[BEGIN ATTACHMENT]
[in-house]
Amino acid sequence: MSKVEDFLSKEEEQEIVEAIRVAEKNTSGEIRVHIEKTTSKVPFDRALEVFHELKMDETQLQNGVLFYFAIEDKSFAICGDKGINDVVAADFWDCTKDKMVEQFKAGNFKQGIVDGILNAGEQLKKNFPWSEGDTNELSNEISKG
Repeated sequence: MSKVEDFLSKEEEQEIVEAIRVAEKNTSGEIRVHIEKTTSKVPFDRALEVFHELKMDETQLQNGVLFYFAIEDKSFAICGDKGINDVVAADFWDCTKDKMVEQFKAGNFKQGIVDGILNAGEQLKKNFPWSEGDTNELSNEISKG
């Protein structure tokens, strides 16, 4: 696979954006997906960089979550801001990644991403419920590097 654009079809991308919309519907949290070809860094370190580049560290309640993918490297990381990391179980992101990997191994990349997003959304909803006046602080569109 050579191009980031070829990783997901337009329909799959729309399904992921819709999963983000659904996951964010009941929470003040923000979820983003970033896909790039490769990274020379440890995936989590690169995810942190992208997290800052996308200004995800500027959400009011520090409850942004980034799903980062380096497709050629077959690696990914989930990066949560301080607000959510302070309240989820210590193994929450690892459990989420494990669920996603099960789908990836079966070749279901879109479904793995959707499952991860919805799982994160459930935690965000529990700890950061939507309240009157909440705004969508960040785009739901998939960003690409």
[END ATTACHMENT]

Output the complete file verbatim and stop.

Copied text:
[in-house]
Amino acid sequence: MSKVEDFLSKEEEQEIVEAIRVAEKNTSGEIRVHIEKTTSKVPFDRALEVFHELKMDETQLQNGVLFYFAIEDKSFAICGDKGINDVVAADFWDCTKDKMVEQFKAGNFKQGIVDGILNAGEQLKKNFPWSEGDTNELSNEISKG
Repeated sequence: MSKVEDFLSKEEEQEIVEAIRVAEKNTSGEIRVHIEKTTSKVPFDRALEVFHELKMDETQLQNGVLFYFAIEDKSFAICGDKGINDVVAADFWDCTKDKMVEQFKAGNFKQGIVDGILNAGEQLKKNFPWSEGDTNELSNEISKG
């Protein structure tokens, strides 16, 4: 696979954006997906960089979550801001990644991403419920590097 654009079809991308919309519907949290070809860094370190580049560290309640993918490297990381990391179980992101990997191994990349997003959304909803006046602080569109 050579191009980031070829990783997901337009329909799959729309399904992921819709999963983000659904996951964010009941929470003040923000979820983003970033896909790039490769990274020379440890995936989590690169995810942190992208997290800052996308200004995800500027959400009011520090409850942004980034799903980062380096497709050629077959690696990914989930990066949560301080607000959510302070309240989820210590193994929450690892459990989420494990669920996603099960789908990836079966070749279901879109479904793995959707499952991860919805799982994160459930935690965000529990700890950061939507309240009157909440705004969508960040785009739901998939960003690409």